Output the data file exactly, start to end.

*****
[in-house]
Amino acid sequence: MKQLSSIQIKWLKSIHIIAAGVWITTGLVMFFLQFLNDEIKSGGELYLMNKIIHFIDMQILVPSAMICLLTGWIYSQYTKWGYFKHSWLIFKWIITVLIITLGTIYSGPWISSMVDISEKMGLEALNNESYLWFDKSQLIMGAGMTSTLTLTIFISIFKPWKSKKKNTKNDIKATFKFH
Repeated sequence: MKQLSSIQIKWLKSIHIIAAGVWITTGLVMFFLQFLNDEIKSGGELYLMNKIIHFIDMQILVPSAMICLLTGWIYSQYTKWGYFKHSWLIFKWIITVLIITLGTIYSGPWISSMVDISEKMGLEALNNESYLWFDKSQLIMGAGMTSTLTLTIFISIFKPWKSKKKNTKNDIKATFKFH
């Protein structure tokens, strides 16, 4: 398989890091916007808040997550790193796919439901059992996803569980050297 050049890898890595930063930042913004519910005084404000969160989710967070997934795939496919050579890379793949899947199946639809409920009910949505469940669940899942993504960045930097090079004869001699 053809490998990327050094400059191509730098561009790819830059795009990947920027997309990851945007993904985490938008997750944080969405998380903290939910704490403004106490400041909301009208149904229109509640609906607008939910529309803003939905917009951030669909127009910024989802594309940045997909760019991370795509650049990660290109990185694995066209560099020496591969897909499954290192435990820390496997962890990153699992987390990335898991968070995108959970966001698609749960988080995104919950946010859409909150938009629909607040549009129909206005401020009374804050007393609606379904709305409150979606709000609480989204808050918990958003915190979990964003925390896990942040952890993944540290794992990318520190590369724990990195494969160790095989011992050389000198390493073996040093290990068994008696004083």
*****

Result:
[in-house]
Amino acid sequence: MKQLSSIQIKWLKSIHIIAAGVWITTGLVMFFLQFLNDEIKSGGELYLMNKIIHFIDMQILVPSAMICLLTGWIYSQYTKWGYFKHSWLIFKWIITVLIITLGTIYSGPWISSMVDISEKMGLEALNNESYLWFDKSQLIMGAGMTSTLTLTIFISIFKPWKSKKKNTKNDIKATFKFH
Repeated sequence: MKQLSSIQIKWLKSIHIIAAGVWITTGLVMFFLQFLNDEIKSGGELYLMNKIIHFIDMQILVPSAMICLLTGWIYSQYTKWGYFKHSWLIFKWIITVLIITLGTIYSGPWISSMVDISEKMGLEALNNESYLWFDKSQLIMGAGMTSTLTLTIFISIFKPWKSKKKNTKNDIKATFKFH
């Protein structure tokens, strides 16, 4: 398989890091916007808040997550790193796919439901059992996803569980050297 050049890898890595930063930042913004519910005084404000969160989710967070997934795939496919050579890379793949899947199946639809409920009910949505469940669940899942993504960045930097090079004869001699 053809490998990327050094400059191509730098561009790819830059795009990947920027997309990851945007993904985490938008997750944080969405998380903290939910704490403004106490400041909301009208149904229109509640609906607008939910529309803003939905917009951030669909127009910024989802594309940045997909760019991370795509650049990660290109990185694995066209560099020496591969897909499954290192435990820390496997962890990153699992987390990335898991968070995108959970966001698609749960988080995104919950946010859409909150938009629909607040549009129909206005401020009374804050007393609606379904709305409150979606709000609480989204808050918990958003915190979990964003925390896990942040952890993944540290794992990318520190590369724990990195494969160790095989011992050389000198390493073996040093290990068994008696004083």